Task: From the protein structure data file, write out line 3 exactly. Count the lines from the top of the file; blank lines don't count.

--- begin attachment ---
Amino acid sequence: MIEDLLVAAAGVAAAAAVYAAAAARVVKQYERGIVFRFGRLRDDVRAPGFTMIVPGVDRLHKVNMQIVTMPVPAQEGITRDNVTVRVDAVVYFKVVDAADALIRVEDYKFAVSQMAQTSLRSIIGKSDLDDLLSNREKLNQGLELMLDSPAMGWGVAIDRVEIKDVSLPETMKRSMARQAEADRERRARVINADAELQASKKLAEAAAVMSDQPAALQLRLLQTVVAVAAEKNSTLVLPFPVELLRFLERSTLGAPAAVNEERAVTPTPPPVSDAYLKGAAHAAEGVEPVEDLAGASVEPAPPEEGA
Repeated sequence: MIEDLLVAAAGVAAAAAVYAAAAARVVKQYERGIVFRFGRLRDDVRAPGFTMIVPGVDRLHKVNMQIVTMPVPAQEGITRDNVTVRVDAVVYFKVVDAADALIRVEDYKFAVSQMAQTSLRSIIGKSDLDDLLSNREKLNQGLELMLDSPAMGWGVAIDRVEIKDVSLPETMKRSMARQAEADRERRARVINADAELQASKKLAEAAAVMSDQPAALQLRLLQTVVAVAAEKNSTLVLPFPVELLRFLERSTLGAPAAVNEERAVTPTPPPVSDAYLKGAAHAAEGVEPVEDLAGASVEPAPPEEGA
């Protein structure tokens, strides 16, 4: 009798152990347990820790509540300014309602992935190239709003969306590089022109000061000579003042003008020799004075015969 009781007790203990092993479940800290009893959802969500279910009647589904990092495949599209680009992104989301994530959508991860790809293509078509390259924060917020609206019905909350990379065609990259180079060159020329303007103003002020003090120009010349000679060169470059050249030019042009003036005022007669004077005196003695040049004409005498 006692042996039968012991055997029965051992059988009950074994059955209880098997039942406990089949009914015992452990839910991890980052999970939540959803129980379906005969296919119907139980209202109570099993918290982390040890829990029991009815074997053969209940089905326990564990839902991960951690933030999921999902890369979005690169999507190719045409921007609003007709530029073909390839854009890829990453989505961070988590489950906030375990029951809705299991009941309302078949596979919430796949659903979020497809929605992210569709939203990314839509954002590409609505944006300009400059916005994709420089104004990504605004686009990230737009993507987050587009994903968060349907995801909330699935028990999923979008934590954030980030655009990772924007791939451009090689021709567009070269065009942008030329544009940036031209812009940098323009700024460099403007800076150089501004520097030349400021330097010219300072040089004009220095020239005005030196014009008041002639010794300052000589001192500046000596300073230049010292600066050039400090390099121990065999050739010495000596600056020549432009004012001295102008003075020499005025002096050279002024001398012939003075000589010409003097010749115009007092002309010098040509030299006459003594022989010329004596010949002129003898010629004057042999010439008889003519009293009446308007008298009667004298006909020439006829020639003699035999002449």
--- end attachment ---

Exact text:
């Protein structure tokens, strides 16, 4: 009798152990347990820790509540300014309602992935190239709003969306590089022109000061000579003042003008020799004075015969 009781007790203990092993479940800290009893959802969500279910009647589904990092495949599209680009992104989301994530959508991860790809293509078509390259924060917020609206019905909350990379065609990259180079060159020329303007103003002020003090120009010349000679060169470059050249030019042009003036005022007669004077005196003695040049004409005498 006692042996039968012991055997029965051992059988009950074994059955209880098997039942406990089949009914015992452990839910991890980052999970939540959803129980379906005969296919119907139980209202109570099993918290982390040890829990029991009815074997053969209940089905326990564990839902991960951690933030999921999902890369979005690169999507190719045409921007609003007709530029073909390839854009890829990453989505961070988590489950906030375990029951809705299991009941309302078949596979919430796949659903979020497809929605992210569709939203990314839509954002590409609505944006300009400059916005994709420089104004990504605004686009990230737009993507987050587009994903968060349907995801909330699935028990999923979008934590954030980030655009990772924007791939451009090689021709567009070269065009942008030329544009940036031209812009940098323009700024460099403007800076150089501004520097030349400021330097010219300072040089004009220095020239005005030196014009008041002639010794300052000589001192500046000596300073230049010292600066050039400090390099121990065999050739010495000596600056020549432009004012001295102008003075020499005025002096050279002024001398012939003075000589010409003097010749115009007092002309010098040509030299006459003594022989010329004596010949002129003898010629004057042999010439008889003519009293009446308007008298009667004298006909020439006829020639003699035999002449």